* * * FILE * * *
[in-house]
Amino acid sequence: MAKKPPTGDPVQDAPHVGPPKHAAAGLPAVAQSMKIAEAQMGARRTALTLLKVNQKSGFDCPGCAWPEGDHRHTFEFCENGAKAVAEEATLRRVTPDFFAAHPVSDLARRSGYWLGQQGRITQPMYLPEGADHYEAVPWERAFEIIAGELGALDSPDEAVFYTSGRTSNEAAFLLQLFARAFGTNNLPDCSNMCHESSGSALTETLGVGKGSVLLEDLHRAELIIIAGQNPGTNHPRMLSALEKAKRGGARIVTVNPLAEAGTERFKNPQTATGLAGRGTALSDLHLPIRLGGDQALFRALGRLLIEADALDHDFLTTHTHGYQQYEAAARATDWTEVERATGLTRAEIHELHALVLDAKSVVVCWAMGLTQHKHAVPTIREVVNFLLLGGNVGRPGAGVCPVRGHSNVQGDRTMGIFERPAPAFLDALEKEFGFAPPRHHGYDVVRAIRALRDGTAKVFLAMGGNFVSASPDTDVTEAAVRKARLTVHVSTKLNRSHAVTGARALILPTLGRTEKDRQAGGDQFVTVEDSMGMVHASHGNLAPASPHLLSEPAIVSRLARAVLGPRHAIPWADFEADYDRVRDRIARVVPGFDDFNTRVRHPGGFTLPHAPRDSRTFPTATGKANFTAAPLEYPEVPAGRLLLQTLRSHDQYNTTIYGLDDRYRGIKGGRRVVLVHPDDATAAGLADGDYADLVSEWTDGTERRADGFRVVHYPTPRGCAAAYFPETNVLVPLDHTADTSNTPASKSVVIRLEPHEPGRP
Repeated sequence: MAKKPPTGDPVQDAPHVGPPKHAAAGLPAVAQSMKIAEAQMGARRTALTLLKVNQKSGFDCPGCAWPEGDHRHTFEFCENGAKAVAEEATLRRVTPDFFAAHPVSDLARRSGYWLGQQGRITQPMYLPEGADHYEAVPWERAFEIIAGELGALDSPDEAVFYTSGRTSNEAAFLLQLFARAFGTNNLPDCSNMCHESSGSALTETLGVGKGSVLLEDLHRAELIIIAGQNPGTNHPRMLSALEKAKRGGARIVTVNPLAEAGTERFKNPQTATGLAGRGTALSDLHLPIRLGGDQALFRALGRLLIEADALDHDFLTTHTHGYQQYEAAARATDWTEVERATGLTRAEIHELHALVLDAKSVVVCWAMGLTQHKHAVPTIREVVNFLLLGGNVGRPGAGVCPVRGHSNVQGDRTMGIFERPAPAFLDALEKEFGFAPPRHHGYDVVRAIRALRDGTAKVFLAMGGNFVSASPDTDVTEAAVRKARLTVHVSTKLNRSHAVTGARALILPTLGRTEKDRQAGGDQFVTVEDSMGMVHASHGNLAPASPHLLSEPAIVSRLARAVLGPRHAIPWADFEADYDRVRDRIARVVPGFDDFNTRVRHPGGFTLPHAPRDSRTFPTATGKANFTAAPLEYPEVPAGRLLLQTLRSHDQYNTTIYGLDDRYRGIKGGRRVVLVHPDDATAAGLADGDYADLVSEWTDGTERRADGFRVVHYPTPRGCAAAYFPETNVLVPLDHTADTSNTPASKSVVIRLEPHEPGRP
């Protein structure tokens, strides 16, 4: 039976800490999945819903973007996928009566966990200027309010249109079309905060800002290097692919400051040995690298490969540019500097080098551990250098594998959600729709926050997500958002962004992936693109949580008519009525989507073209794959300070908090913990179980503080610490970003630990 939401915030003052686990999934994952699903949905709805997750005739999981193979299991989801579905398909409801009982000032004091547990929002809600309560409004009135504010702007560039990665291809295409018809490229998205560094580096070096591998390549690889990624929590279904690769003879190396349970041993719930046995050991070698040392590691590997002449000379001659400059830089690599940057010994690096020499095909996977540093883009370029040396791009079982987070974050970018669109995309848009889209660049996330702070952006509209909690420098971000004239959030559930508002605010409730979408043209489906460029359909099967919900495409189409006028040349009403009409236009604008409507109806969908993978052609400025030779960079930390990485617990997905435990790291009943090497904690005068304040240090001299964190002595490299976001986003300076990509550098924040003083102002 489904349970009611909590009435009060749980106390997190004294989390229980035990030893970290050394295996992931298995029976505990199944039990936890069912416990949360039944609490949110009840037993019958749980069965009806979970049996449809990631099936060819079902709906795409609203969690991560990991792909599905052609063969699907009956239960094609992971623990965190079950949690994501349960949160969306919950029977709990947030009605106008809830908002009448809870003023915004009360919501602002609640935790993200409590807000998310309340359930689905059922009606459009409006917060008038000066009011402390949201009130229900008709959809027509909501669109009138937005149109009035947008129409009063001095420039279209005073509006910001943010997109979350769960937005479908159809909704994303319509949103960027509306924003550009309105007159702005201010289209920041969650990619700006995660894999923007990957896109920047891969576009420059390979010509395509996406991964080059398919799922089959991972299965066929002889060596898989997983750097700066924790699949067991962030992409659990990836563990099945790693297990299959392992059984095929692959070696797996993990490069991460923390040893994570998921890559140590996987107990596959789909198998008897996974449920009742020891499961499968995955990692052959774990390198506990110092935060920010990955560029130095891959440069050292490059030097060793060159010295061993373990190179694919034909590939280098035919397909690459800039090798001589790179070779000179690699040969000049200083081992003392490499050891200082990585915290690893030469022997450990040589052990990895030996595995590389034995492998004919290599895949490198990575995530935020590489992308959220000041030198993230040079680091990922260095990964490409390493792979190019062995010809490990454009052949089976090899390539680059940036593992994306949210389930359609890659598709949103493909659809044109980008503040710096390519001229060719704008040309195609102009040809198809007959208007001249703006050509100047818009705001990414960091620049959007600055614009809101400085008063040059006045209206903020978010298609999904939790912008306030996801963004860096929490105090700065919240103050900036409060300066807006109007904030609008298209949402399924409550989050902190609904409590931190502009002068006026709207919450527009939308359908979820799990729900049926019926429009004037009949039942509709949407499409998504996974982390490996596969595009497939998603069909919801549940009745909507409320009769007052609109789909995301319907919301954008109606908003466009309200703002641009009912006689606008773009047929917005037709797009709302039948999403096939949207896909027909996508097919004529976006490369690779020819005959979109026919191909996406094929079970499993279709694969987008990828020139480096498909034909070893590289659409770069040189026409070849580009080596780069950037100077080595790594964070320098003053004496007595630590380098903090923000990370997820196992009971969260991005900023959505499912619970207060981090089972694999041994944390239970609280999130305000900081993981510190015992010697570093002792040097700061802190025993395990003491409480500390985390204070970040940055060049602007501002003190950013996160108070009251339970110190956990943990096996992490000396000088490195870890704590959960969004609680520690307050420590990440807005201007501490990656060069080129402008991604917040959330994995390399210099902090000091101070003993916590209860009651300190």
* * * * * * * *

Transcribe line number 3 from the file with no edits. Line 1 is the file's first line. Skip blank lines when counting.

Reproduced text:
Repeated sequence: MAKKPPTGDPVQDAPHVGPPKHAAAGLPAVAQSMKIAEAQMGARRTALTLLKVNQKSGFDCPGCAWPEGDHRHTFEFCENGAKAVAEEATLRRVTPDFFAAHPVSDLARRSGYWLGQQGRITQPMYLPEGADHYEAVPWERAFEIIAGELGALDSPDEAVFYTSGRTSNEAAFLLQLFARAFGTNNLPDCSNMCHESSGSALTETLGVGKGSVLLEDLHRAELIIIAGQNPGTNHPRMLSALEKAKRGGARIVTVNPLAEAGTERFKNPQTATGLAGRGTALSDLHLPIRLGGDQALFRALGRLLIEADALDHDFLTTHTHGYQQYEAAARATDWTEVERATGLTRAEIHELHALVLDAKSVVVCWAMGLTQHKHAVPTIREVVNFLLLGGNVGRPGAGVCPVRGHSNVQGDRTMGIFERPAPAFLDALEKEFGFAPPRHHGYDVVRAIRALRDGTAKVFLAMGGNFVSASPDTDVTEAAVRKARLTVHVSTKLNRSHAVTGARALILPTLGRTEKDRQAGGDQFVTVEDSMGMVHASHGNLAPASPHLLSEPAIVSRLARAVLGPRHAIPWADFEADYDRVRDRIARVVPGFDDFNTRVRHPGGFTLPHAPRDSRTFPTATGKANFTAAPLEYPEVPAGRLLLQTLRSHDQYNTTIYGLDDRYRGIKGGRRVVLVHPDDATAAGLADGDYADLVSEWTDGTERRADGFRVVHYPTPRGCAAAYFPETNVLVPLDHTADTSNTPASKSVVIRLEPHEPGRP